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Progressive Era in Tennessee comes to life in 2022...

Progressive Era in Tennessee comes to life in 2022 with MTSU virtual lecturers

MTSU scholars will continue their examination of a pivotal period in Tennessee history with several enlightening online presentations.

Dr. Antoinette van Zelm, assistant director of the Center for Historic Preservation, will speak about “The Woman’s Relief Corps and Patriotic Outreach in Tennessee, 1890-1913” in a webinar set to begin at 5 p.m. Central time Tuesday, Jan. 18, at www.tennesseehistory.org/ths-events/shaping-memory.

Dr. Antoinette Van Zelm, assistant director, MTSU Center for Historic Preservation

Dr. Antoinette Van Zelm

The lecture is the latest in the “Tennessee 101: Tennessee Women in the Progressive Era” webinar series presented by the Tennessee Historical Society.

The series is funded in part by Humanities Tennessee, an independent affiliate of the National Endowment for the Humanities.

Other upcoming lectures by members of the MTSU community include:

Tennessee 101 Progressive Era logo

Click on the logo to register for and watch the free lecture series.

• “County Women in Rural Tennessee: The Suffrage Question,” Aubrie McDaniel, MTSU alumna, Tuesday, Jan. 25.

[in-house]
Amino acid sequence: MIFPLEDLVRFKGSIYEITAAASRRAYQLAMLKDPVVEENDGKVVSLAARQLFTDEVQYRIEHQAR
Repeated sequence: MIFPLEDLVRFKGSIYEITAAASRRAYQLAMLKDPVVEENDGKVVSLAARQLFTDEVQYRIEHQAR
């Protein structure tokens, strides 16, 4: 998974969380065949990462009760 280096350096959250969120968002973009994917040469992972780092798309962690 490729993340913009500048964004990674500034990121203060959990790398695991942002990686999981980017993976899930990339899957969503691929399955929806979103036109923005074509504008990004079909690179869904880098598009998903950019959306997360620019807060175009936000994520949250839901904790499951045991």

• “Work of African American Women’s Associations in Tennessee,” Leigh Ann Gardner, MTSU alumna, Jan. 25.

• “Transforming Space and Culture in Tennessee’s Town Squares: The Ladies Rest Room Initiative, 1900-30,” Dr. Carroll Van West, director of the Center for Historic Preservation and Tennessee state historian, Tuesday, Feb. 22.

Dr. Mary A. Evins, professor of history, coordinator of the American Democracy Project, member of the University Honors College faculty

Dr. Mary A. Evins

Dr. Carroll Van West, director, Center for Historic Preservation

Dr. Carroll Van West

• “Deference v. Defiance: Challenges to Patriarchy— and What We Still Want to Know,” Dr. Mary Evins, research professor of history and coordinator of the American Democracy Project at MTSU, Feb. 22.

“In October 2020, with the support of Humanities Tennessee, we transitioned our lecture series to the online environment,” said Jennifer C. Core, executive director of the Tennessee Historical Society.

Tennessee Historical Society Executive Director Jennifer C. Core (Photo submitted)

Jennifer C. Core

“Doing so has allowed people from all over the world — (including) Brazil, Australia and France — to learn about Tennessee’s fascinating history. We hope the audience who joins us for this free webinar series will gain an appreciation for Tennesseans’ participation in local, state and national events from 1896 to 1920.”

For more information about “Tennessee 101: Tennessee Women in the Progressive Era,” contact Evins at 615-904-8241 or mary.evins@mtsu.edu or the Tennessee Historical Society at 615-741-8934 or www.tennesseehistory.org/home/programs.

— Gina K. Logue (gina.logue@mtsu.edu)


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